If you have fixed income above $750,000, you’re simultaneously in good shape, and S.O.L. when it comes to tax strategies to reduce income (you can potentially give large amounts to charities or incur large business expenses, but not a lot beyond that). For everyone else, if you’re in retirement and you’re around any one of these levels, there’s a good chance that you could reduce your lifetime IRMAA costs with careful planning.

The first way you could do so would be to use multiple retirement income sources in combination to reduce taxable income (combine IRA distributions with those from Roth IRAs and taxable accounts where some or all of the distribution consists of principal rather than capital gains). Some advocate for withdrawing from taxable accounts, then IRAs, then Roth IRAs. It’s possible this could work, but it’s a lazy strategy and far from optimal in many cases. If you have large IRAs, this could lead to larger Required Minimum Distributions (RMDs) later in life and exacerbate the problem we’re trying to avoid.

The second way you could handle this would be to do Roth Conversions. We talked about those a little bit here https://www.37wealth.com/blog/is-a-roth-conversion-right-for-you. Roth conversions also require some careful planning, but can be beneficial both to you and potentially your beneficiaries, as well https://www.37wealth.com/blog/planning-implications-for-individual-retirement-accounts-as-a-result-of-the.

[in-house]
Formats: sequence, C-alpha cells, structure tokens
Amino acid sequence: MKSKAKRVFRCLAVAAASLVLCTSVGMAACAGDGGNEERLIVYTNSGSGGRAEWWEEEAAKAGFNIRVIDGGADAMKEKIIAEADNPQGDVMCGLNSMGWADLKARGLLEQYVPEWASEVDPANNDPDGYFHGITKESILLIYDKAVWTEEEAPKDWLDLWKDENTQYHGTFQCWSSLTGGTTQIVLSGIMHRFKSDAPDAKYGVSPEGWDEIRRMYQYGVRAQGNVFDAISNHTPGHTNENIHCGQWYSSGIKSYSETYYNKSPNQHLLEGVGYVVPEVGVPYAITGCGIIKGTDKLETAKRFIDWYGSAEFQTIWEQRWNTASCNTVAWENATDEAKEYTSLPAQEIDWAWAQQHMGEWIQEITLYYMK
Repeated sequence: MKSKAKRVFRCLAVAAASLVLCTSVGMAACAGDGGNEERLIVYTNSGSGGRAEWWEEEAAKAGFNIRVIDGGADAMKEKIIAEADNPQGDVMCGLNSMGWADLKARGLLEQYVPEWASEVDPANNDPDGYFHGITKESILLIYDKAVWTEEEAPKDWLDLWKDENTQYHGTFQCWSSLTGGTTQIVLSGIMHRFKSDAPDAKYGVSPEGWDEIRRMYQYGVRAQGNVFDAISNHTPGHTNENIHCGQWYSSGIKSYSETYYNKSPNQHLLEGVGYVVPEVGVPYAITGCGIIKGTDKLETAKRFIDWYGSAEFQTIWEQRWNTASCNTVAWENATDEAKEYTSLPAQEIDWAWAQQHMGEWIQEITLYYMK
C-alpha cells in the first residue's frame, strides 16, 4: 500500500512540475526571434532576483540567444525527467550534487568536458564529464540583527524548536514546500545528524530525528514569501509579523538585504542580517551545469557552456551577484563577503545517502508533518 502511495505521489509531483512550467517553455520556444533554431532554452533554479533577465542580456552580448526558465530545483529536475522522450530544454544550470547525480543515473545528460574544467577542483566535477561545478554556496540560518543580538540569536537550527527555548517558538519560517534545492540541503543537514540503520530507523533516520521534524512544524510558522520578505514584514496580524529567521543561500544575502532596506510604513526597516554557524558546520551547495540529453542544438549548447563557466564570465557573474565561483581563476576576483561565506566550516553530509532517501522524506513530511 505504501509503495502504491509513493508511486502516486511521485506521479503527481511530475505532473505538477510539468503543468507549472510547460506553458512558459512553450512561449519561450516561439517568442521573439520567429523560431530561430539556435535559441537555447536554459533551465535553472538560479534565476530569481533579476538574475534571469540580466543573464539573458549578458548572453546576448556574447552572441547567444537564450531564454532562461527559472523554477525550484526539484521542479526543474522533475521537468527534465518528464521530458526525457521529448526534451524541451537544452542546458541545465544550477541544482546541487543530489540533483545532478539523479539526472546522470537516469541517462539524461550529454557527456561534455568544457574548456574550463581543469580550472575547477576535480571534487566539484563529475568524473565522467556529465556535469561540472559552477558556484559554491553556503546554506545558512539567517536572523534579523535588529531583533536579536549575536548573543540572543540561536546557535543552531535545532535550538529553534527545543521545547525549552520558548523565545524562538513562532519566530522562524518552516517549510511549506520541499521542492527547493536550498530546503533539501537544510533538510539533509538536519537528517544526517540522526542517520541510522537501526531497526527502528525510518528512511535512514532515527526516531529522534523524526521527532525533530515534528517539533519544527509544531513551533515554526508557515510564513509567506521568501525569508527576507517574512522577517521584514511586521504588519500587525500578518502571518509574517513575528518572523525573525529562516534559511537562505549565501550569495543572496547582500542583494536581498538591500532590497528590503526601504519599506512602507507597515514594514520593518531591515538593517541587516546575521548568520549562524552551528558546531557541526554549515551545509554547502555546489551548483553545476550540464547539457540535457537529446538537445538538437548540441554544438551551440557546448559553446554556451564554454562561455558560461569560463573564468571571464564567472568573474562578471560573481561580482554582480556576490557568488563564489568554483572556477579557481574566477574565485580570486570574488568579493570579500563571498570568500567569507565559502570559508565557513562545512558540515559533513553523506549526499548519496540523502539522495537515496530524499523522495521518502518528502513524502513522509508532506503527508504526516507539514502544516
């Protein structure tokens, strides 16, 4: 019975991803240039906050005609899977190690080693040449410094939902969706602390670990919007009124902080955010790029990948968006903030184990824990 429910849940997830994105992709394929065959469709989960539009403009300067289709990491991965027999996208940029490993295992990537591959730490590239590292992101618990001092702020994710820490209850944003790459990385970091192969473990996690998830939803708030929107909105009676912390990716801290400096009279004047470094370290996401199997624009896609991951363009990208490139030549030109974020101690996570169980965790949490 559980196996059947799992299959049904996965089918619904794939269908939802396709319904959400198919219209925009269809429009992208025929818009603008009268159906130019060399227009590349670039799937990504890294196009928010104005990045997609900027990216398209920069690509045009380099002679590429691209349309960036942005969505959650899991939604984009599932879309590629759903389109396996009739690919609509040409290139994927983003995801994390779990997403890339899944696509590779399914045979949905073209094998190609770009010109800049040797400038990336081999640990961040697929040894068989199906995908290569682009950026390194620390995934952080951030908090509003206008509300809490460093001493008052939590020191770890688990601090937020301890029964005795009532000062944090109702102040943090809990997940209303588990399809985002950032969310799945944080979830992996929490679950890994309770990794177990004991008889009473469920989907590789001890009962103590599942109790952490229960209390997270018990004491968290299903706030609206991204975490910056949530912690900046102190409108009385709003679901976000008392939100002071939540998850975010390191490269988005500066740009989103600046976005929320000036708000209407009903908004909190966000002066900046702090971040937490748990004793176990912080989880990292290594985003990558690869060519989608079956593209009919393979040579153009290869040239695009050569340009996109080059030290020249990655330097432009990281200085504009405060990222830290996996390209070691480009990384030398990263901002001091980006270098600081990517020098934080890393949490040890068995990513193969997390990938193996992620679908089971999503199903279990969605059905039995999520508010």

Another thing that can be helpful is to ensure proper asset location (what type of account you hold a security in) and generally handle taxable accounts in an efficient manner. This can mean a lot of different things, but generally speaking, it helps to realize tax losses when the opportunity presents itself (if it’s in alignment with your plan and investment goals), not trade excessively in taxable accounts (which can create not just taxable capital gains, but short-term gains which are taxed as regular income), and choose tax-efficient investments.